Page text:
Prevention and When to See a Specialist
Can You Prevent Asthma?
Although there's no proven way to steer clear of asthma, there are steps you can take to reduce your child's risk of developing it. They are particularly important if there is a history of the disease in your immediate family.
- Avoid smoking -- during pregnancy and after -- and don't expose your child to smoke.
- Breastfeed for at least four to six months, and longer if possible, to strengthen your baby's immune system.
- Know that pets are not necessarily a problem. Children born into a home with a dog -- especially more than one -- or a cat, to a lesser extent, appear to be at a lower risk of developing asthma. (But if your child develops asthma later, you'll need to find another home for your animals.)
- Wait until at least 4 months before you start solids, and begin with just a tablespoon of pureed food or cereal once a day.
- Reduce your child's exposure to allergens in the air, particularly dust mites. Use dust-mite covers for pillows and mattresses; try to limit the use of rugs and curtains because they trap dust; and wash bedding well weekly in hot water.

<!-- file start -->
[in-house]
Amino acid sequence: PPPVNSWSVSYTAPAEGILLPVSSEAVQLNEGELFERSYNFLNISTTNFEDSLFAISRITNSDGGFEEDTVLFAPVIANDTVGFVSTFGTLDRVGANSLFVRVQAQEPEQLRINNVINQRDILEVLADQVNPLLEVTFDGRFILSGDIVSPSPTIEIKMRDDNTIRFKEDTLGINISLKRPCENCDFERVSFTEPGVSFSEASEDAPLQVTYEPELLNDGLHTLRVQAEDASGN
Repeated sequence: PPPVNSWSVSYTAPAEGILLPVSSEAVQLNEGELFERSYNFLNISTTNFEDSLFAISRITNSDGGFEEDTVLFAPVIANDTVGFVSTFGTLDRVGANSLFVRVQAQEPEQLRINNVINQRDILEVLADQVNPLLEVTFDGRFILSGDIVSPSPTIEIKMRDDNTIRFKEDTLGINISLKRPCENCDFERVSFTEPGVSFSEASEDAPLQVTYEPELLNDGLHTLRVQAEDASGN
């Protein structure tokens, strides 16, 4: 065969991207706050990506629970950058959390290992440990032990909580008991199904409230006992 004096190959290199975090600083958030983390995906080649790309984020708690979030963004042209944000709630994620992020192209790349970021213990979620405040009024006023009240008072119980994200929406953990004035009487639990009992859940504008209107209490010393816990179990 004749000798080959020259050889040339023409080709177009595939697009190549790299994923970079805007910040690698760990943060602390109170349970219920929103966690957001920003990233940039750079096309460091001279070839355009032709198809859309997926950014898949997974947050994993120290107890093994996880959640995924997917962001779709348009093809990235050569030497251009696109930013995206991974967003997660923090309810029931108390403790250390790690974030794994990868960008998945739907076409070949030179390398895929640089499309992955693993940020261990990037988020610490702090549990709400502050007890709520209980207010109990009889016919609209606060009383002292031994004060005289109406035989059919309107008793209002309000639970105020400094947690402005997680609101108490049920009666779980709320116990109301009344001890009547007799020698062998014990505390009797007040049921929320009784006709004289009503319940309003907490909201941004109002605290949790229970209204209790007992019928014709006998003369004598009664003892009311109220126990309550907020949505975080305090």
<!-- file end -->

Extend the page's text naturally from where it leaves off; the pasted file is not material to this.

- Try not to spend time outdoors on days when the air quality is poor (check airnow.gov). Children who are exposed to high levels of air pollution are more likely to have asthma.
- Keep your home free of mold and cockroaches.
- Minimize the use of antibacterial products and antibiotics. Many experts theorize that our reliance on these has caused our immune system to develop in ways that make allergies and asthma more likely. It's for similar reasons that kids who grow up on farms are less likely to have asthma and allergies. We don't understand this fully, but certain germs seem to be good for us. I'm not sure that having a dirty kid or making regular trips to the petting zoo will help, but at least you don't have to go nuts about sanitizing everything.
When It's Time for a Specialist
Your child should meet with a pulmonologist or a specialist in allergy and immunology, preferably one with pediatric training, if:
- He has a known lung problem -- such as one related to having been born prematurely.
- Allergies are suspected and not easily controlled with antihistamines.
- He often has sinusitis, ear infections, or pneumonia.
- He needs to use his rescue inhaler more than twice a week, has either frequent symptoms (a few days a week or more) or severe attacks, even with treatment.
- You want more help learning about and managing your child's asthma than your pediatrician is able to give you.
Originally published in the May 2013 issue of Parents magazine.
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